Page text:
Date of Award
Thesis open access
Mark C. Lewis
In this thesis I will implement a numerically stable soft-sphere collision model using Hooke’s Law as the restoring force. This model allows choosing a desired coefficient of restitution and maximum penetration depth in order to generate appropriate values for the spring constant and damping. Then I will explore the applicability of various languages to the field of kD-tree based N-body simulations, concluding that Rust is competitive in both the time and memory usage to C/C++, which are the languages traditionally used for high-performance applications. Additionally, I found that the usage of higher-level languages like Java come at significant time or memory usage costs, making them of little value in the field of large astrophysics simulations. Lastly, as soft-sphere simulations require much smaller time steps for integration compared to hard-spheres, I implemented and benchmarked a priority-queue based adaptive time step system to only take the small time steps when needed. The benchmarks showed a significant speedup compared soft-sphere simulations without this adaptive time step method at roughly 8x faster. In direct particle-particle testing, the adaptive time step showed that with as little as 15 steps during a collision, which the adaptive time step method allows me to set, stable collision handling can be achieved across a spectrum of impact speeds and particle size ratios.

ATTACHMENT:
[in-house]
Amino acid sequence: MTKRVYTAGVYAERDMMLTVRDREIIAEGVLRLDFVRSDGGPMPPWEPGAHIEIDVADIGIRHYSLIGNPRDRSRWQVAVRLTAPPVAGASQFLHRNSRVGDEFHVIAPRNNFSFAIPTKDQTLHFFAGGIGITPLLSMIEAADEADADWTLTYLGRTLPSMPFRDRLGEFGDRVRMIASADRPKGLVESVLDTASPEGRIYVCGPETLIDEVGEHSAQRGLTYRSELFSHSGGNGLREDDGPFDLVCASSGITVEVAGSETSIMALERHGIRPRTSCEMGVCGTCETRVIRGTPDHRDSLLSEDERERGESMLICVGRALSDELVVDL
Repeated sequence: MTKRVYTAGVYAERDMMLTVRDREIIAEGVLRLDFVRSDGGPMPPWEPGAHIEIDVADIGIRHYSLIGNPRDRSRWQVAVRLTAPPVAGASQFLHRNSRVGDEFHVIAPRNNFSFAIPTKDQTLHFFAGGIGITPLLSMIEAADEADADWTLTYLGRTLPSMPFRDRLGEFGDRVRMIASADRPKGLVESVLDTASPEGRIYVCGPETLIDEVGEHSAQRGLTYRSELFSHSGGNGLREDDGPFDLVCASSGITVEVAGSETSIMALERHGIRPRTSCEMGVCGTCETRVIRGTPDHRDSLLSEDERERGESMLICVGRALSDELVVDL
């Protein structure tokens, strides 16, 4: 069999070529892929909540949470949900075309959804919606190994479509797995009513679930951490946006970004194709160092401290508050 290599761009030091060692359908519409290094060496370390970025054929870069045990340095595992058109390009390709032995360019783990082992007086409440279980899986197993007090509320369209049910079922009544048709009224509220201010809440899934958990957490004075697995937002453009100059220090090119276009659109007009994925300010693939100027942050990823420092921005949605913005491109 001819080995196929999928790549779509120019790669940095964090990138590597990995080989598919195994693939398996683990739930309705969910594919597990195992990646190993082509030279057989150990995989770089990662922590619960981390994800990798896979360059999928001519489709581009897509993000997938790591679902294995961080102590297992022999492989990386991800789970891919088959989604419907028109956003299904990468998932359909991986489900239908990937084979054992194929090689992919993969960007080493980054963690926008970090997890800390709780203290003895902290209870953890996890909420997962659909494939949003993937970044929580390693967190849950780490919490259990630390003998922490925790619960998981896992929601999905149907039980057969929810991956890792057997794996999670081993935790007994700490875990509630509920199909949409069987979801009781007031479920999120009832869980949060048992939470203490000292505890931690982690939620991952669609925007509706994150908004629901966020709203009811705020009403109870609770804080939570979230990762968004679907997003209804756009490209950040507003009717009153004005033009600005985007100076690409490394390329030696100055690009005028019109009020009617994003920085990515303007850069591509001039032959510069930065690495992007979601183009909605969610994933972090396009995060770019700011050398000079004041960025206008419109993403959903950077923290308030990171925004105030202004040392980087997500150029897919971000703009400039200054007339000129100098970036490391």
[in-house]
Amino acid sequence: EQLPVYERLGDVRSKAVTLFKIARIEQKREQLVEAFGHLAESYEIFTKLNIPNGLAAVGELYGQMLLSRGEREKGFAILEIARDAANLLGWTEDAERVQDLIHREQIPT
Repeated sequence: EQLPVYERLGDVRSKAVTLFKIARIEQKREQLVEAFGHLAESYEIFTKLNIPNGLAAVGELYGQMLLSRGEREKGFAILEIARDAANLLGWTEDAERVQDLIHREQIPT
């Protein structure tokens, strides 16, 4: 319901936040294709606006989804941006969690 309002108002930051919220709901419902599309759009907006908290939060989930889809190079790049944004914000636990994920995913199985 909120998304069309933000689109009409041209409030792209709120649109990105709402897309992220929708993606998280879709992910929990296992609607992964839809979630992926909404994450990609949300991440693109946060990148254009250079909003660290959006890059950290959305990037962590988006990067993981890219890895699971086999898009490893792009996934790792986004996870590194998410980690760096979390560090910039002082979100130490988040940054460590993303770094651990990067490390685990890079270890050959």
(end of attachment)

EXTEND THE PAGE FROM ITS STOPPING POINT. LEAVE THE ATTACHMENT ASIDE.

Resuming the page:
Rotter, Jonathan Pascal, "Jonathan’s Rust Adventures and the Quest for the Numerically Stable Soft-Sphere Integrator" (2023). Computer Science Honors Theses. 70.
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Rotter_RustCollSim-jonathan.zip (160 kB)
Rotter_RustCollSim-pq-start.zip (626 kB)